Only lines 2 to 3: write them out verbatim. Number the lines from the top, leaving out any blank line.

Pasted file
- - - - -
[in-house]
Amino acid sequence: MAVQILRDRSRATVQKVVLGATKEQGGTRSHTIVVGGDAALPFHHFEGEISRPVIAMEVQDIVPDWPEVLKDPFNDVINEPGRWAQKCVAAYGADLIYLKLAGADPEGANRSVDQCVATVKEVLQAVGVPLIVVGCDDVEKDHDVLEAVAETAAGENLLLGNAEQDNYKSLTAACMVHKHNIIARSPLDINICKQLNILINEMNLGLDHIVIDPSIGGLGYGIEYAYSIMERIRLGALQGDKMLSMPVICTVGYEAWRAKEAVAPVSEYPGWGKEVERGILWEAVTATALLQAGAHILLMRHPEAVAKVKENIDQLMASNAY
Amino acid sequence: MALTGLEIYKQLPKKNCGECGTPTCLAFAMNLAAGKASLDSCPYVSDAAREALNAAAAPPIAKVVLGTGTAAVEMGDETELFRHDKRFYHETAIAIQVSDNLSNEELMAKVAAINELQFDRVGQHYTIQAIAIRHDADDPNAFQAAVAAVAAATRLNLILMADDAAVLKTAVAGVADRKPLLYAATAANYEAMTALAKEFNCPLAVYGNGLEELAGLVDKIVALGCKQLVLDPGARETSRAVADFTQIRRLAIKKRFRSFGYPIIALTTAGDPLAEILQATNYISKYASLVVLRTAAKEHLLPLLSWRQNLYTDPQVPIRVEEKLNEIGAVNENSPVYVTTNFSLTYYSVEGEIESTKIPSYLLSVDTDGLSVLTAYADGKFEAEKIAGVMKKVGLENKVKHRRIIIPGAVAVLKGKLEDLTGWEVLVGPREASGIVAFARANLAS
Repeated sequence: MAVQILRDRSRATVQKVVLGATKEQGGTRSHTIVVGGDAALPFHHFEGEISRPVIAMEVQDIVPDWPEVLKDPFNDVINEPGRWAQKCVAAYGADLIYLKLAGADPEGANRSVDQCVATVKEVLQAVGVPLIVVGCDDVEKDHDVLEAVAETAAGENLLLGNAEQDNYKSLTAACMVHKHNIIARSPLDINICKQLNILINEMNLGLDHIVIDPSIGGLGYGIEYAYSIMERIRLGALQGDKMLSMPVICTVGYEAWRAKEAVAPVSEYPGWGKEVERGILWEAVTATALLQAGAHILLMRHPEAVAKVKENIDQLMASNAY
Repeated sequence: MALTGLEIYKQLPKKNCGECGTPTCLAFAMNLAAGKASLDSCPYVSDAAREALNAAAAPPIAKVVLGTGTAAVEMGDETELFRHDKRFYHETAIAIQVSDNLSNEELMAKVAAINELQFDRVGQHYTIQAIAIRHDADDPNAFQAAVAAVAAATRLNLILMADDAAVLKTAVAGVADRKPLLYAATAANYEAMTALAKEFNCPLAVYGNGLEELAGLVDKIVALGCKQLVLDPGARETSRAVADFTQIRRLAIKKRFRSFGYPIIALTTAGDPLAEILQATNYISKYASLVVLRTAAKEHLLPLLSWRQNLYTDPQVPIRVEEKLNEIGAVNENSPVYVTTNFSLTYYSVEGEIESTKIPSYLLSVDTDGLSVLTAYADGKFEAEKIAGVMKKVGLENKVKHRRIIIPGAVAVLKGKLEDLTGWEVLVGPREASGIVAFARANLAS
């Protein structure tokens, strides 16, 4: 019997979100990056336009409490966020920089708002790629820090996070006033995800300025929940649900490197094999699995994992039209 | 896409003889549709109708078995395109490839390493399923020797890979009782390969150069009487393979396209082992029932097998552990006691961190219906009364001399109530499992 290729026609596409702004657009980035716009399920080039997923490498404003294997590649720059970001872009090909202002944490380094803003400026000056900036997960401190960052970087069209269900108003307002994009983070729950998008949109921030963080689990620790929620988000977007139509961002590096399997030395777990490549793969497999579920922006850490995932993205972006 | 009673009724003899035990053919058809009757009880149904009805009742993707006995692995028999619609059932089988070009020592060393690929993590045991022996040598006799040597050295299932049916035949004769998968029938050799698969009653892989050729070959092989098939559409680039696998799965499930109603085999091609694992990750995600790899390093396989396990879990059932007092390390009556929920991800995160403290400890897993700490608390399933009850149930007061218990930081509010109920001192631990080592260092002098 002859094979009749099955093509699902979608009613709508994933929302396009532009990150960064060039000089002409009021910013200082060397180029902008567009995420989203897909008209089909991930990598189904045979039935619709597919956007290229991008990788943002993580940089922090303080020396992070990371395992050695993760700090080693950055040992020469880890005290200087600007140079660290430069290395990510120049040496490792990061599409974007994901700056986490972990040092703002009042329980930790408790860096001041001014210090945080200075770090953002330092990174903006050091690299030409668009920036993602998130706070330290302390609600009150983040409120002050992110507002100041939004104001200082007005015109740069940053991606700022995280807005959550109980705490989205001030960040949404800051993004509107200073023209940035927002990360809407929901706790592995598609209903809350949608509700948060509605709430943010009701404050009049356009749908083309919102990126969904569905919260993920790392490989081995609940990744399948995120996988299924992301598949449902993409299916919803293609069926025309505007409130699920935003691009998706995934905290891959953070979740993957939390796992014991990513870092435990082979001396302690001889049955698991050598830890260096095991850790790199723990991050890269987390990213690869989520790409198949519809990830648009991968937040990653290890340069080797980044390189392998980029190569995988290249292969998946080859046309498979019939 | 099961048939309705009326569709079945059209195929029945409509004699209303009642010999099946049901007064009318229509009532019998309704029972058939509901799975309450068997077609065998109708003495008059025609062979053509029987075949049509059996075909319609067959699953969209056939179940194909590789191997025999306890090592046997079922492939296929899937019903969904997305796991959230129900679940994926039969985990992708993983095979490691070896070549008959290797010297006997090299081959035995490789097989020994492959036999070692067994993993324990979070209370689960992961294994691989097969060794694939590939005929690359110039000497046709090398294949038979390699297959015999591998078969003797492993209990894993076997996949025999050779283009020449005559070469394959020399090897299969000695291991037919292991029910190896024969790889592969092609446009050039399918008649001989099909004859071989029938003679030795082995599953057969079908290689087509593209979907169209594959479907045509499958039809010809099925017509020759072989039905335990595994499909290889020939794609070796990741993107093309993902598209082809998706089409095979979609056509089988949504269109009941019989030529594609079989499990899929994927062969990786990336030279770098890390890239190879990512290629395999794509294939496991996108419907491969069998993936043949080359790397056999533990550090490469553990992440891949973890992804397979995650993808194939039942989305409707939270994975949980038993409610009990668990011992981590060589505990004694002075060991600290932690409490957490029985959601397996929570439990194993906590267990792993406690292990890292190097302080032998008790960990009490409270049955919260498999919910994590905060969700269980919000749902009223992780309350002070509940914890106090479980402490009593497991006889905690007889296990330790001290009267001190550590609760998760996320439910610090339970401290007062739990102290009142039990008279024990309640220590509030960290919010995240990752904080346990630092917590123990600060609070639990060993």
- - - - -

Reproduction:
Amino acid sequence: MAVQILRDRSRATVQKVVLGATKEQGGTRSHTIVVGGDAALPFHHFEGEISRPVIAMEVQDIVPDWPEVLKDPFNDVINEPGRWAQKCVAAYGADLIYLKLAGADPEGANRSVDQCVATVKEVLQAVGVPLIVVGCDDVEKDHDVLEAVAETAAGENLLLGNAEQDNYKSLTAACMVHKHNIIARSPLDINICKQLNILINEMNLGLDHIVIDPSIGGLGYGIEYAYSIMERIRLGALQGDKMLSMPVICTVGYEAWRAKEAVAPVSEYPGWGKEVERGILWEAVTATALLQAGAHILLMRHPEAVAKVKENIDQLMASNAY
Amino acid sequence: MALTGLEIYKQLPKKNCGECGTPTCLAFAMNLAAGKASLDSCPYVSDAAREALNAAAAPPIAKVVLGTGTAAVEMGDETELFRHDKRFYHETAIAIQVSDNLSNEELMAKVAAINELQFDRVGQHYTIQAIAIRHDADDPNAFQAAVAAVAAATRLNLILMADDAAVLKTAVAGVADRKPLLYAATAANYEAMTALAKEFNCPLAVYGNGLEELAGLVDKIVALGCKQLVLDPGARETSRAVADFTQIRRLAIKKRFRSFGYPIIALTTAGDPLAEILQATNYISKYASLVVLRTAAKEHLLPLLSWRQNLYTDPQVPIRVEEKLNEIGAVNENSPVYVTTNFSLTYYSVEGEIESTKIPSYLLSVDTDGLSVLTAYADGKFEAEKIAGVMKKVGLENKVKHRRIIIPGAVAVLKGKLEDLTGWEVLVGPREASGIVAFARANLAS